Friends with Cars

On Saturday morning I finished up a three-day training course that I had been teaching in Beijing, and needed to move out of my hotel go to a friend’s house. I normally would have just taken a taxi, but since I had a couple of suitcases, I knew I would need a bit of extra help getting from the car to my friend’s apartment.

I called a friend of mine who lives near the hotel and asked if he would be willing to help.  He was of course thrilled that I called, and said he’d be at the hotel by 3pm.

As we were driving to my friend’s place, I thanked him again for giving me a ride.

“Stop thanking me,” he said. “What’s the use in having friends with cars if you don’t ask them to drive you places?”

I guess I hadn’t thought of it that way!

Wangfujing, Then and Now

This morning I made a trek down to Wangfujing, Beijing’s main shopping street. I don’t go down there too often, but today one of the things I wanted to do was take a picture for a “then and now” set.

This first photo was taken on the corner of Wangfujing and Changan Avenue, looking towards the northeast. At that time, Wangfujing was still a narrow 2 lane road lined with shade trees and 2-story buildings. The MacDonald’s in the photo was Beijing’s first, which at the time claimed to be the largest in the world. I was living in Changchun at the time, and would (with my fellow language school classmates) make regular shopping trips to Beijing. The overnight train arrived into Beijing around ten in the morning, and we would make a bee-line to this MacDonald’s. It was almost too good to be true.

We sensed China was on the cusp of some radical changes (what better proof than this, right?), but never imagined the scope or rate at which they were going to come.

Wangfujing, 1994

This photo is taken at exactly the same spot, almost twenty years later. The MacDonald’s got moved up the street.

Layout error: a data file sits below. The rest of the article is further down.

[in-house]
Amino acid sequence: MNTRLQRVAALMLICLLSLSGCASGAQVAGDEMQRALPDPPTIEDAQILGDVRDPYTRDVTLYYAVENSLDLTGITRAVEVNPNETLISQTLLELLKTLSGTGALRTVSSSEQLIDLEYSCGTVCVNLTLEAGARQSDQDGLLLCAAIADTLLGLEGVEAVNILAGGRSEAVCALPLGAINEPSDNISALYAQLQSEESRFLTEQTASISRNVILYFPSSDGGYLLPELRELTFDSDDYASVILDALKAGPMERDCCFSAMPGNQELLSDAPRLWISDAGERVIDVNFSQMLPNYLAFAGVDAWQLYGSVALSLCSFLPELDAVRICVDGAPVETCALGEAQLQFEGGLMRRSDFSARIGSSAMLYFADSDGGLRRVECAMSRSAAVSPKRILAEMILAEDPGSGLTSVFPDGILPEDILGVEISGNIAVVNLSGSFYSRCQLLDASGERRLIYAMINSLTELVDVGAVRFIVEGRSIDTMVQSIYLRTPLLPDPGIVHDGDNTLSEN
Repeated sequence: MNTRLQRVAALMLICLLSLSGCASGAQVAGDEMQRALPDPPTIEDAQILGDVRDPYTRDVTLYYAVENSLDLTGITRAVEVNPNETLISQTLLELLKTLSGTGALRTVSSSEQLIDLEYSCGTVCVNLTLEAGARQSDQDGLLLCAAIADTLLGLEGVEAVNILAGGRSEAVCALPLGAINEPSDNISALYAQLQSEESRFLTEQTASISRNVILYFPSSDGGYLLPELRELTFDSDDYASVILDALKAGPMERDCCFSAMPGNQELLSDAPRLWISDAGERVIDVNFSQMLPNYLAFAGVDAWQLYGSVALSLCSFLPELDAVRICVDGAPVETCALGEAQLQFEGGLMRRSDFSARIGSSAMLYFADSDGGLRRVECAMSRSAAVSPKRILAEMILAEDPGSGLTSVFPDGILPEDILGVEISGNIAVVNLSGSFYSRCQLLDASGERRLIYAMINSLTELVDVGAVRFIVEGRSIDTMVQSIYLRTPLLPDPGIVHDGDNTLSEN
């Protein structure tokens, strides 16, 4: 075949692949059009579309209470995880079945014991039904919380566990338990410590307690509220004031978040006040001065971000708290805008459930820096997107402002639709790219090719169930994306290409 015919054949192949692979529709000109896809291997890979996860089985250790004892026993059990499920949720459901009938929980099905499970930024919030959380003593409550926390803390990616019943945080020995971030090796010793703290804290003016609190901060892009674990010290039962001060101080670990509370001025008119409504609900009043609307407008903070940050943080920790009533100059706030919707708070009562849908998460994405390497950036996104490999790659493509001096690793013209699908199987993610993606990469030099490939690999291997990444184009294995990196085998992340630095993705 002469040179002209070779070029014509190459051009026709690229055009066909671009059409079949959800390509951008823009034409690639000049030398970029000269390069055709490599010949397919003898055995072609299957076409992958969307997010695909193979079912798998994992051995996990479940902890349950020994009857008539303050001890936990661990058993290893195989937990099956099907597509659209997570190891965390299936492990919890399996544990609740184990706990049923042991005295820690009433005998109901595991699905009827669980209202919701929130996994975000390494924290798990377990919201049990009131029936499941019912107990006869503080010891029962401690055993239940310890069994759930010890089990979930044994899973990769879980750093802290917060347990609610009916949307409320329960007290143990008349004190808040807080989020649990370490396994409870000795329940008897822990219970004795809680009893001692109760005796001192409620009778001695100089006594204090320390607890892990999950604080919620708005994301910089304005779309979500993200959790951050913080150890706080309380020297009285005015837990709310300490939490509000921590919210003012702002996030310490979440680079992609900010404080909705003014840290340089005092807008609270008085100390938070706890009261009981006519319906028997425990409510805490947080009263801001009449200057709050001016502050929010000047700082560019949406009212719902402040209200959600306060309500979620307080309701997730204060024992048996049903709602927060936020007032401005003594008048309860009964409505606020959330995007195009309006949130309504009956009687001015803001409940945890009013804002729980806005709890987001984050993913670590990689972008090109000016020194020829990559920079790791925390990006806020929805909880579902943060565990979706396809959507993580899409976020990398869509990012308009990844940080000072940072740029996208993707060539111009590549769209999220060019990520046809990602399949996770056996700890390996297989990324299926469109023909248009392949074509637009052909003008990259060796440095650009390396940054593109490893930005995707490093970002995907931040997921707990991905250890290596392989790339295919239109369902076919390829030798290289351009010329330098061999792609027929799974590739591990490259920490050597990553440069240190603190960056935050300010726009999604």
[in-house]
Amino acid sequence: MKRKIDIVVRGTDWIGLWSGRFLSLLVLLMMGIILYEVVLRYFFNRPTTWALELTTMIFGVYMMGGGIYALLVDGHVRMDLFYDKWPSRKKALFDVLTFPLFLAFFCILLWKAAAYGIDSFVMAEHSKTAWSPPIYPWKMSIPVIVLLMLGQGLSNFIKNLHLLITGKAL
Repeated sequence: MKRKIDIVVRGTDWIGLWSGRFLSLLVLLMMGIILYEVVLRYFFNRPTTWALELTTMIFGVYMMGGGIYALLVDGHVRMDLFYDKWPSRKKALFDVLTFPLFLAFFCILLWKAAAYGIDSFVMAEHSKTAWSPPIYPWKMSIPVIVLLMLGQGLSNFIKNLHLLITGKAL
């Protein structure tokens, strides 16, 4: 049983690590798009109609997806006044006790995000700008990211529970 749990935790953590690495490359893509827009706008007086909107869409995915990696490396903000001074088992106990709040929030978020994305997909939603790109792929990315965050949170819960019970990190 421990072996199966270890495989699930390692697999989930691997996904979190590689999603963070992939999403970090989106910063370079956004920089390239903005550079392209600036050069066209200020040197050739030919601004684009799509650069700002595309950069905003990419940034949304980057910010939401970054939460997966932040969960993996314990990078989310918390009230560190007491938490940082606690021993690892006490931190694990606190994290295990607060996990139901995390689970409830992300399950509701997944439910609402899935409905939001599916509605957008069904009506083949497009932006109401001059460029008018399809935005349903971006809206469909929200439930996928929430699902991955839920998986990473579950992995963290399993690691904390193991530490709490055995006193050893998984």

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An Outrageous Mountain Villa

14beijing_span-articleLarge-v2It’s been a slow news week in Beijing, as evidenced by the fact that all of yesterday’s papers carried front page stories about “Beijing’s Most Outrageous Illegal Structure,” a rooftop apartment that has been transformed into a “mountain villa,” complete with rocks (styrofoam perhaps), trees, a karaoke club. Some reports even mentioned a swimming pool, but that may just be a wild rumor.

Mind you, the fact that an illegal structure can be designated as the “most outrageous” is a tip-off that  illegal structures must be common, which is of course, the case. Putting up illegal structures, be they extra floors on a building, turning balconies into rooms, or simply building a structure on an open piece of land is a national sport in China.

What makes a structure ‘illegal’ is that permission to build them was never obtained from the local authorities. It’s easier to put them up, then take then local inspectors out for a banquet or deliver a fat ‘hong bao’ (an envelope of cash) at Spring Festival.

Here’s what the The New York Times has to say about it:

In a city brimming with look-at-me architecture, the sprawling addition that Zhang Biqing, a health care magnate, built atop his 26th-floor apartment is a showstopper.

Constructed with ersatz boulders, crisscrossed by trellises and walkways and dotted with the occasional shrub, the two-story aerie resembles the idealized mountains depicted in classical Chinese paintings — except the requisite lonely monk of yore has been replaced by a flashy karaoke parlor.

I first spotted news of this particular monstrosity on the internet on Monday. By Tuesday morning, however, the story had gone viral, being picked up by news sites all across the globe. On Tuesday afternoon, I stopped at a street side newspaper kiosk to purchase a phone card and saw that it was on the front page of ALL major Beijing newspapers.